Redskins, Browns 1943, 1946-51

As a rookie, Lou Rymkus was named first team all-pro and played in the NFL title game. That set a pattern that repeated itself in every year of his career. In each of his seven seasons, Rymkus was named as at least a second team all-pro and his team made it to its league Championship Game, winning five times.

After his outstanding rookie season, Rymkus went into the Navy. During his two year stint, he signed with the Browns for their inaugural season in 1946. Rymkus was a first team all-league selection in 1947-49, and he was a first team all-AAFC/NFL selection in 1946 and 1949 and a second team choice in 1948.

Although Rymkus went both ways in the first part of his career, it was on offense that he really established himself as an outstanding player. The pass pocket was a new idea in 1946, and it was one of the keys to Cleveland’s great passing attack. Rymkus was widely recognized as one of the game’s best pass blockers, if not the best. He earned second team all-pro honors in 1950-51 as the Browns posted a 21-3 record in their first two NFL seasons.

Like Speedie and Stanfel, Rymkus has been overshadowed by a large number of Hall of Fame teammates. Bill Willis, Lou Groza, and Frank Gatski all played with him on Cleveland’s great line. And like Speedie and Barwegan, Rymkus’s stature as a player has been affected by misperceptions about the AAFC.

Rymkus’s career illustrates the absurdity of the notion that the AAFC was anything but a major league. He was an all-pro in the NFL as a rookie, continued as an all-pro for four AAFC seasons, and then was an all-pro in the NFL again in 1950-51. Unless Rymkus was a dramatically better player in 1943 and 1950-51 than in 1946-49, that trajectory points to the two leagues being about equal.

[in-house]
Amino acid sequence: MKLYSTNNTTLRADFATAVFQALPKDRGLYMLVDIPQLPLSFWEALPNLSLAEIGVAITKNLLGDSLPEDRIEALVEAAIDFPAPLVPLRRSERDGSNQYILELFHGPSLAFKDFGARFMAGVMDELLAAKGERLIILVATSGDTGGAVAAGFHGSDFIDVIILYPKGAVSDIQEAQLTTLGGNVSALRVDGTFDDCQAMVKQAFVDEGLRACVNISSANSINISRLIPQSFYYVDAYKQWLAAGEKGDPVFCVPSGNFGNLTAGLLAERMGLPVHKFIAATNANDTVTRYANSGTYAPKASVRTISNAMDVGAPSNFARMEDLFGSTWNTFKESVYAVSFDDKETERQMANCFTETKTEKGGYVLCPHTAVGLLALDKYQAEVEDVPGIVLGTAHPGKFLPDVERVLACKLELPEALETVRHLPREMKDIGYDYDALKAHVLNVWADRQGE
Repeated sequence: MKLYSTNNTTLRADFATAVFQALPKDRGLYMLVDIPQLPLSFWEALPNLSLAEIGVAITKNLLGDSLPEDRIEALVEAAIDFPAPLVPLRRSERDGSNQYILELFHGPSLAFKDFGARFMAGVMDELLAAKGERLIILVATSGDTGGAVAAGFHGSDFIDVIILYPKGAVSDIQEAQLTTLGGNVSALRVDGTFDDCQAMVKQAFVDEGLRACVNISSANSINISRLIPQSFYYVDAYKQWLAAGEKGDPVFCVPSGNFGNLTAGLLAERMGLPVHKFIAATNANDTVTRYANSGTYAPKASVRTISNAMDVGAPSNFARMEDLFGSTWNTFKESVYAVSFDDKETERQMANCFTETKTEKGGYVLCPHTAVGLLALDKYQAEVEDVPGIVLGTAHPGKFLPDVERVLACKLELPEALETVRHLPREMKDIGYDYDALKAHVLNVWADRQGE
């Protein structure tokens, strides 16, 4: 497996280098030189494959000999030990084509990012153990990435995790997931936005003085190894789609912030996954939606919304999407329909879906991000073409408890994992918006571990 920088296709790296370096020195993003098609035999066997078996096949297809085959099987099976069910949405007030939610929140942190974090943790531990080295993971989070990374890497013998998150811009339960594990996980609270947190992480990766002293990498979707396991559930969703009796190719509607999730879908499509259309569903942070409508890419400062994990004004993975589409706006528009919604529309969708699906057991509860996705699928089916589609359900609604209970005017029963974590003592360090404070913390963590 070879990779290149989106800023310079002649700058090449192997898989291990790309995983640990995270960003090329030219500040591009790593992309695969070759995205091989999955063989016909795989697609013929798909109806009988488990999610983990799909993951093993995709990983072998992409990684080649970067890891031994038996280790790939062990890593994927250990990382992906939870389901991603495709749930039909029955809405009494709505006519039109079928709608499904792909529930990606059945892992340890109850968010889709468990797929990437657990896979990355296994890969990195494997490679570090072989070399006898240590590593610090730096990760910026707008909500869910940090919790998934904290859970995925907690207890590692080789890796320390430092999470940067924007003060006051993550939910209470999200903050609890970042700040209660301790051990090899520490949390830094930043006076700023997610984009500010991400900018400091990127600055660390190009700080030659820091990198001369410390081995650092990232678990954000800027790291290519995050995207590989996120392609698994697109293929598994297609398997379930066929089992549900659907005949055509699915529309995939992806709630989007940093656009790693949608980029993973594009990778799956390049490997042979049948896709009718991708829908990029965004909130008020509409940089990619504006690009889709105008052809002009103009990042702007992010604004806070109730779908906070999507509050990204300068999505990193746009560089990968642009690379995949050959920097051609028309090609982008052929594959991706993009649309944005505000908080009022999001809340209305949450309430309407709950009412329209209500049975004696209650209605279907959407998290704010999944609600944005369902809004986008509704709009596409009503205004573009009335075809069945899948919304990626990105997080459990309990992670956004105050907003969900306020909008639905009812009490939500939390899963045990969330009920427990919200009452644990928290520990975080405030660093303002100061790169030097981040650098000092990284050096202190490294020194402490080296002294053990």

Rymkus retired at 32 while still one of the game’s best linemen. Like Stanfel, that was partly because of injuries, but mostly because he wanted to coach and an opportunity was available. And just as Rymkus’s playing career was a rousing success, so was his brief tenure as a head coach. In his only full season, he guided the Oilers to the 1960 AFL Championship.

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Whether any of these five players makes it to the Hall of Fame, all have credentials and unique extenuating circumstances because of the war and the era that they played in that call for closer examination from selectors. Any one of them would have been a better choice than Canadeo, Dudley, McAfee, Parker, and Trippi, and Barwegan, Stanfel, and especially Speedie had better careers than a whole lot of other Hall of Famers as well. In the most extreme inconsistency in the World War 2 standard, Speedie has credentials that are vastly superior to Canadeo’s (4 receiving titles to 0 rushing titles, 6 years as a first team all-pro to 2, 5 championship rings to 1) and he missed 4 seasons to military service, while Canadeo missed just 1.

Again, by no means is that to suggest that the selectors erred in respecting the time lost to military service of those who were inducted. However, there is no getting around the fact that there are major inconsistencies in how the World War 2 standard was applied and to whom that respect was accorded. Should the selectors review and perhaps induct some of the war-time players profiled here who have thus far been bypassed, then the Pro Football Hall of Fame would be an even greater institution for it.

Photo by Kolin Toney